Ask most Indian kids of the 1990s (or even 2000s) who their favourite cricketer is, and you will most likely be told it is Sachin Tendulkar. There was no escaping him throughout the 1990s. People might not have known the name of the President of India, but you would be hard-pressed to find someone who did not know of Tendulkar. He was on billboards, in advertisements (with or without Shahrukh Khan), and on the covers of most newspapers. Sachin Tendulkar calls on cricketers to respect their opposition

I knew who Tendulkar was, even when I did not necessarily know what cricket was, beyond it being a sport. You see, the 1990s me was far more interested in Batman, X-Men, Dragonball Z, and other cartoons. Cricket never interested me as a child. It was something my father used to watch, because of which I would sometimes miss my favourite cartoons. IPL 2015: Try to emulate Sachin Tendulkar, Rahul Dravid while playing on Indian pitches, says Lendl Simmons

Things changed forever with ICC Cricket World Cup 2003.

The first match I ever watched willingly (well, it was a friend’s birthday party, and no one wanted to play musical chairs so I didn’t have much of a choice) was the famous India-Pakistan clash at Centurion. Tendulkar’s 98 was my first brush with his genius, and in some ways the reason I started watching cricket at all. An Indian All-Star Cricket XI

And yet, in my formative years as a cricket fan (very, very roughly this would have been between 2003 and 2006) Tendulkar was never my favourite batsman. I remember asking my father whether Rahul Dravid’s 233 at Adelaide in 2003 was the highest score of all time, so unbelievable was the concept of a double century in my mind. Though Tendulkar scored 241 not out just a couple of games later, it was Dravid’s knock that stayed with me longer.

Virender Sehwag’s 309 against Pakistan the following year at Multan will forever be etched in my memory, but I struggle to remember the shots Tendulkar played in his 194 not out in the same innings. Cricketers and and their contrasting personalities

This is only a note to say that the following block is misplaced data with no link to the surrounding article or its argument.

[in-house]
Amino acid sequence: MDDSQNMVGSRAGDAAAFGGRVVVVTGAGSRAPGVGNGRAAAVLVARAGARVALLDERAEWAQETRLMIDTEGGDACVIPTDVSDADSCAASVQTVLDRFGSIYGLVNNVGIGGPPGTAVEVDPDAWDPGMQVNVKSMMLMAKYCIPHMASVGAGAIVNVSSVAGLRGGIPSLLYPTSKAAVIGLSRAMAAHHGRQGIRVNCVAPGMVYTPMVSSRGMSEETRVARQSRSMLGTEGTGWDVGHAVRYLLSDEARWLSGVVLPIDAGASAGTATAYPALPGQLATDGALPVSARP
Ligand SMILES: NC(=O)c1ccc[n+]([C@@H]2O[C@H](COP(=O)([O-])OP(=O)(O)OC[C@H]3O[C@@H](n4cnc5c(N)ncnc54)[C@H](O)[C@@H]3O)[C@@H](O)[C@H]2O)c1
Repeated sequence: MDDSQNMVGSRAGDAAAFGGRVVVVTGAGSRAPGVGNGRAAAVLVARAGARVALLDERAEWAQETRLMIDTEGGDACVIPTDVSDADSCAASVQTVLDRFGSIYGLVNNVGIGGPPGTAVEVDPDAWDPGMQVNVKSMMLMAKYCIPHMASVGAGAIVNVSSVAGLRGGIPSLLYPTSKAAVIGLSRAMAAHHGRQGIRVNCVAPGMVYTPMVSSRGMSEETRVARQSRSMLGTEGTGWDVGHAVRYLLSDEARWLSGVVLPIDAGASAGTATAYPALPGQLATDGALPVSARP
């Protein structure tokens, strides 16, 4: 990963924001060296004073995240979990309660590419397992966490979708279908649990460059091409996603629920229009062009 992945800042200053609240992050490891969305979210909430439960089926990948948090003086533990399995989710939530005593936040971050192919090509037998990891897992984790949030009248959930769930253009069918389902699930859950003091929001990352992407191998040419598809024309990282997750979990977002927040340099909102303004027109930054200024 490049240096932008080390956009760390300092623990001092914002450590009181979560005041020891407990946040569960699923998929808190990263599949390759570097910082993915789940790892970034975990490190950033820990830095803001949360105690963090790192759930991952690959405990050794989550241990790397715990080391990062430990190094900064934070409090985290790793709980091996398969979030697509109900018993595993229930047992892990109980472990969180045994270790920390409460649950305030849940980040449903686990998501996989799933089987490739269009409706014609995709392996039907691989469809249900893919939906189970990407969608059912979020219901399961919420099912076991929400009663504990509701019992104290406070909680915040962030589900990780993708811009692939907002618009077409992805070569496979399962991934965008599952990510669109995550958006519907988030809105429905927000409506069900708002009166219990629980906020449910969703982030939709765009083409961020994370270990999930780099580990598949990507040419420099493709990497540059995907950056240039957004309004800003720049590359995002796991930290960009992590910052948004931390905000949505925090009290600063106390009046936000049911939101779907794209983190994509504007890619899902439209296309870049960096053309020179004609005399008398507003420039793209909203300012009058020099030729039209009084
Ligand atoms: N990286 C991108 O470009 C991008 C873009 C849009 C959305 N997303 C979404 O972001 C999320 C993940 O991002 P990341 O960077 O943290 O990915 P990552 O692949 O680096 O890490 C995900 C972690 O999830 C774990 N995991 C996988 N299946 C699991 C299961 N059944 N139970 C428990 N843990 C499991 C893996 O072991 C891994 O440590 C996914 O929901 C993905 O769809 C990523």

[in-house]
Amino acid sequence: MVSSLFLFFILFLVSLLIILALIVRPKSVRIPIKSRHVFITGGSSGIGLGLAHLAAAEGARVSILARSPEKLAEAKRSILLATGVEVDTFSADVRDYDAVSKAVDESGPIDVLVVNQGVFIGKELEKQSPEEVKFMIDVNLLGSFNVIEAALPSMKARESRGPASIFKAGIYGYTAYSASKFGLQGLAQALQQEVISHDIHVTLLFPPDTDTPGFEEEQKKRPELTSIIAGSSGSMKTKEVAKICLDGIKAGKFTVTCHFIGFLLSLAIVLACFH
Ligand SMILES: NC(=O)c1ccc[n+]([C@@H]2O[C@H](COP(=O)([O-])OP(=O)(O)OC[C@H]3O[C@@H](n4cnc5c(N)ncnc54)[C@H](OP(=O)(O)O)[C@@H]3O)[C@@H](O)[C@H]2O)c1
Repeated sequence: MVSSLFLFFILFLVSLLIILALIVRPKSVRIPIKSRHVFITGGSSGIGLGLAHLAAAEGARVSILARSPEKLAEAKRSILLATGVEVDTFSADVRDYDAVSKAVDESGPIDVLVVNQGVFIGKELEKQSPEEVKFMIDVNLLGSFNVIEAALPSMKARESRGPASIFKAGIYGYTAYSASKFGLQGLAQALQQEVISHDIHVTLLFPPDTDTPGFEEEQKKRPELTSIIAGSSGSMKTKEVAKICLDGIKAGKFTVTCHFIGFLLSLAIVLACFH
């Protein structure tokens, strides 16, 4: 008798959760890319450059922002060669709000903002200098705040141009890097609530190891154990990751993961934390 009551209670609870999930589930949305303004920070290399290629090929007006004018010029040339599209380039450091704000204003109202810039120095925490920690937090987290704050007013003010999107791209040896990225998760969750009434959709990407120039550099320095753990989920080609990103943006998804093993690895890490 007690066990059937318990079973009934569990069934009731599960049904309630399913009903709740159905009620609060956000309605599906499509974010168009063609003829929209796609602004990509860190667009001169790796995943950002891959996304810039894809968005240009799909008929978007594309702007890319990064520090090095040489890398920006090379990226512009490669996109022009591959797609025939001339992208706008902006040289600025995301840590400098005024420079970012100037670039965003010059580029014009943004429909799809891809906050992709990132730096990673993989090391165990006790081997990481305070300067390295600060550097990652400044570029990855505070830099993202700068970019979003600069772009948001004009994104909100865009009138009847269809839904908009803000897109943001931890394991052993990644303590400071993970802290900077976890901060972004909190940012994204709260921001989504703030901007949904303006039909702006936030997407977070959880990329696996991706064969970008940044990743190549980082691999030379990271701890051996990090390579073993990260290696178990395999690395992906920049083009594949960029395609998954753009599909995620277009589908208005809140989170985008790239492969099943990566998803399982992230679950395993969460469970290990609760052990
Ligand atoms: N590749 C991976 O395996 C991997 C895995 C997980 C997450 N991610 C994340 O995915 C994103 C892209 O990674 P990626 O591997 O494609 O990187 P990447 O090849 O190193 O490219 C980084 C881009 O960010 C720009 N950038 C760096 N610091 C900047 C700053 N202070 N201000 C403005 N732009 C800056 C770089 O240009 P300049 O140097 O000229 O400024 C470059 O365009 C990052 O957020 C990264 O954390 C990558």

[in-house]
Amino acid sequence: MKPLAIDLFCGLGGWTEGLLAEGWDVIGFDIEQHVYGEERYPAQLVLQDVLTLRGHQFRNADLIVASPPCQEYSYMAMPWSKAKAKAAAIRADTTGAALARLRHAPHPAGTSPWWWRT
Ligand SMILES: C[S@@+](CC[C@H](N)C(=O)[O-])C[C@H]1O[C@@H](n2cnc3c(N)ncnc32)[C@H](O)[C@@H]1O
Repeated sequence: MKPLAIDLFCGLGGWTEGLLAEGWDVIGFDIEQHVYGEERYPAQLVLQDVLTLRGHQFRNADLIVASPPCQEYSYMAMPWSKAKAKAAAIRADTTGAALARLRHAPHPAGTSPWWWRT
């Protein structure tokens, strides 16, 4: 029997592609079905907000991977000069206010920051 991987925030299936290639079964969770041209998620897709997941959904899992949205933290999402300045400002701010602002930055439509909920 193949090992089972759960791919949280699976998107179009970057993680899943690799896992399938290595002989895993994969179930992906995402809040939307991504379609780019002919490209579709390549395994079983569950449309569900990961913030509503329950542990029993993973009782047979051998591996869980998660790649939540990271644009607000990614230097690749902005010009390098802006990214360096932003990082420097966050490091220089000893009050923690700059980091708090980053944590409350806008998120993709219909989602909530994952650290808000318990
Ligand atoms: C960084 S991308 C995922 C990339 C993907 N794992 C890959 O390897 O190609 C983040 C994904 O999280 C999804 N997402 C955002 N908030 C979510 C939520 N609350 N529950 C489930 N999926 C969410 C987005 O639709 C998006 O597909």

On India’s next tour of Pakistan, Irfan Pathan’s hat-trick gave me a new hero. If I were to think back to my favourite spell of all time, those three balls to Salman Butt, Younis Khan, and Mohammad Yousuf will come to mind immediately. Irfan Pathan takes hat-trick in first over of a Test match against Pakistan

In the meanwhile, Yuvraj Singh became India’s best ODI batsman. He was enjoying a purple patch that would see him score 4,282 runs in 117 matches at an average of over 46 with 10 centuries between 2005 and 2009. My love for the sport also coincided with India’s famous 17-match chasing streak where Yuvraj and MS Dhoni were soon India’s ODI stars.

From Dhoni’s 183 not out against Sri Lanka at Jaipur in 2005 to the remarkable 146-run partnership between him and Yuvraj against Pakistan in 2006, ODIs were never all about Tendulkar for me. Though I was born well before Tendulkar’s desert storm in 1998, I would read about it only much later. For me, it was never a case of switching off the TV once Tendulkar was dismissed, because Dravid, Yuvraj, or Dhoni would end up winning India the game anyway. Sachin Tendulkar turns mechanic at BMW workshop for special edition car

As for getting starts, Sehwag was the one who would ravage the opposition early on. Yuvraj and Dhoni would again be the ones to provide the late flourish, so even while Tendulkar was scoring runs he was not the one I would want to watch the most.

As a result, my heroes were the likes of Yuvraj, Dravid, Sehwag, Irfan, and Dhoni. Watching Irfan taking a wicket in his first over, or Yuvraj and Dhoni finish games more often than not brought such joy to me that all of Tendulkar’s exploits since were never able to match up to the childhood euphoria that made me love the game.

Tendulkar has played several innings of tremendous importance for India since those early cricketing years of mine, and my respect for him has surged since; but the childhood memories of Yuvraj, Irfan, Dhoni, Sehwag, and Dravid hold a place in my heart that even the sheer genius of Tendulkar has not been able to surpass.

(Shiamak Unwalla, a reporter with CricketCountry, is a self-confessed Sci-Fi geek and Cricket fanatic. His Twitter handle is @ShiamakUnwalla)